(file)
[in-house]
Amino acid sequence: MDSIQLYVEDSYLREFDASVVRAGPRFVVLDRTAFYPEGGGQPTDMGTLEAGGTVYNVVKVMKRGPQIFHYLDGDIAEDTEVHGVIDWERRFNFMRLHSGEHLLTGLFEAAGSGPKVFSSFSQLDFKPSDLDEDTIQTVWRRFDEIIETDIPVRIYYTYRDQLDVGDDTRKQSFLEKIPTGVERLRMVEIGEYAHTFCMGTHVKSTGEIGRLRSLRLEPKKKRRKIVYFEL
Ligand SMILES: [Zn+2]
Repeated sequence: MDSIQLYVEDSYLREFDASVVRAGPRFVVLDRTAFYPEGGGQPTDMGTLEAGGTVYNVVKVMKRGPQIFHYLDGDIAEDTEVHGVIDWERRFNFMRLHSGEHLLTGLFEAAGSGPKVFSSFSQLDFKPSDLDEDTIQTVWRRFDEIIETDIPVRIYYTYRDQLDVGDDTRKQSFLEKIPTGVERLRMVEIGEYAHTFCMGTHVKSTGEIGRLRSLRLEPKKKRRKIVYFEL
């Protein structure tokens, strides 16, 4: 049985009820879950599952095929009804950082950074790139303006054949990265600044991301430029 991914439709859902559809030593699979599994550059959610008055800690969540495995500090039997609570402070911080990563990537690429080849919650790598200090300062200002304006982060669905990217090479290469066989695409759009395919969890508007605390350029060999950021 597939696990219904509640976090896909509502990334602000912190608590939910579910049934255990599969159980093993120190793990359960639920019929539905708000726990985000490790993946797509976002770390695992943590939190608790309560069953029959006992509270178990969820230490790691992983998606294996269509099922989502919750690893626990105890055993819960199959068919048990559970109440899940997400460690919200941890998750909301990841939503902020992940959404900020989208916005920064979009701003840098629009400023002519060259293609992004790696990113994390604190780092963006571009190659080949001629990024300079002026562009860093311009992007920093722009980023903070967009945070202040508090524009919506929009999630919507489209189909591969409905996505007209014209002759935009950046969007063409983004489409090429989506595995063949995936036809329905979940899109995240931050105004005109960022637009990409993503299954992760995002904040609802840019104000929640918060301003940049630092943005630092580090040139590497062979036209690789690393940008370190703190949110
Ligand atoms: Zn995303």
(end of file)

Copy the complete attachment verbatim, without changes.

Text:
[in-house]
Amino acid sequence: MDSIQLYVEDSYLREFDASVVRAGPRFVVLDRTAFYPEGGGQPTDMGTLEAGGTVYNVVKVMKRGPQIFHYLDGDIAEDTEVHGVIDWERRFNFMRLHSGEHLLTGLFEAAGSGPKVFSSFSQLDFKPSDLDEDTIQTVWRRFDEIIETDIPVRIYYTYRDQLDVGDDTRKQSFLEKIPTGVERLRMVEIGEYAHTFCMGTHVKSTGEIGRLRSLRLEPKKKRRKIVYFEL
Ligand SMILES: [Zn+2]
Repeated sequence: MDSIQLYVEDSYLREFDASVVRAGPRFVVLDRTAFYPEGGGQPTDMGTLEAGGTVYNVVKVMKRGPQIFHYLDGDIAEDTEVHGVIDWERRFNFMRLHSGEHLLTGLFEAAGSGPKVFSSFSQLDFKPSDLDEDTIQTVWRRFDEIIETDIPVRIYYTYRDQLDVGDDTRKQSFLEKIPTGVERLRMVEIGEYAHTFCMGTHVKSTGEIGRLRSLRLEPKKKRRKIVYFEL
């Protein structure tokens, strides 16, 4: 049985009820879950599952095929009804950082950074790139303006054949990265600044991301430029 991914439709859902559809030593699979599994550059959610008055800690969540495995500090039997609570402070911080990563990537690429080849919650790598200090300062200002304006982060669905990217090479290469066989695409759009395919969890508007605390350029060999950021 597939696990219904509640976090896909509502990334602000912190608590939910579910049934255990599969159980093993120190793990359960639920019929539905708000726990985000490790993946797509976002770390695992943590939190608790309560069953029959006992509270178990969820230490790691992983998606294996269509099922989502919750690893626990105890055993819960199959068919048990559970109440899940997400460690919200941890998750909301990841939503902020992940959404900020989208916005920064979009701003840098629009400023002519060259293609992004790696990113994390604190780092963006571009190659080949001629990024300079002026562009860093311009992007920093722009980023903070967009945070202040508090524009919506929009999630919507489209189909591969409905996505007209014209002759935009950046969007063409983004489409090429989506595995063949995936036809329905979940899109995240931050105004005109960022637009990409993503299954992760995002904040609802840019104000929640918060301003940049630092943005630092580090040139590497062979036209690789690393940008370190703190949110
Ligand atoms: Zn995303």